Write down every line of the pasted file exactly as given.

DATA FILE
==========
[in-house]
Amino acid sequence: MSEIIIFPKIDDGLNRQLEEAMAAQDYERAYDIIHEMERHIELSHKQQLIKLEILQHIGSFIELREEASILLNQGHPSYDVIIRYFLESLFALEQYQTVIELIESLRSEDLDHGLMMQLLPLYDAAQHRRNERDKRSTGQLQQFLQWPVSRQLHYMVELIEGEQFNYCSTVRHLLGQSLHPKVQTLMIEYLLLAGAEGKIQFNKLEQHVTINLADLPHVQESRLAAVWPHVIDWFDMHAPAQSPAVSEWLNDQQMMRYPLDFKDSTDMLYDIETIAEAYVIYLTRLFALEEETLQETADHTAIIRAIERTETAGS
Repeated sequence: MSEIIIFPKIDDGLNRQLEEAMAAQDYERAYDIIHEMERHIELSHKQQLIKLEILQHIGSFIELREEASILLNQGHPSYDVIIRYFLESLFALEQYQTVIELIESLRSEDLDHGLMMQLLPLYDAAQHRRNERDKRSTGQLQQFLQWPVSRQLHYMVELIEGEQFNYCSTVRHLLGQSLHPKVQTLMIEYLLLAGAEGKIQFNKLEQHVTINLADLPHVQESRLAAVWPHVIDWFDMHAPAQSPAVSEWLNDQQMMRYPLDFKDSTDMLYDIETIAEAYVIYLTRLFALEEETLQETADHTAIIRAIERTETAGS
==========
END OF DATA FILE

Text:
[in-house]
Amino acid sequence: MSEIIIFPKIDDGLNRQLEEAMAAQDYERAYDIIHEMERHIELSHKQQLIKLEILQHIGSFIELREEASILLNQGHPSYDVIIRYFLESLFALEQYQTVIELIESLRSEDLDHGLMMQLLPLYDAAQHRRNERDKRSTGQLQQFLQWPVSRQLHYMVELIEGEQFNYCSTVRHLLGQSLHPKVQTLMIEYLLLAGAEGKIQFNKLEQHVTINLADLPHVQESRLAAVWPHVIDWFDMHAPAQSPAVSEWLNDQQMMRYPLDFKDSTDMLYDIETIAEAYVIYLTRLFALEEETLQETADHTAIIRAIERTETAGS
Repeated sequence: MSEIIIFPKIDDGLNRQLEEAMAAQDYERAYDIIHEMERHIELSHKQQLIKLEILQHIGSFIELREEASILLNQGHPSYDVIIRYFLESLFALEQYQTVIELIESLRSEDLDHGLMMQLLPLYDAAQHRRNERDKRSTGQLQQFLQWPVSRQLHYMVELIEGEQFNYCSTVRHLLGQSLHPKVQTLMIEYLLLAGAEGKIQFNKLEQHVTINLADLPHVQESRLAAVWPHVIDWFDMHAPAQSPAVSEWLNDQQMMRYPLDFKDSTDMLYDIETIAEAYVIYLTRLFALEEETLQETADHTAIIRAIERTETAGS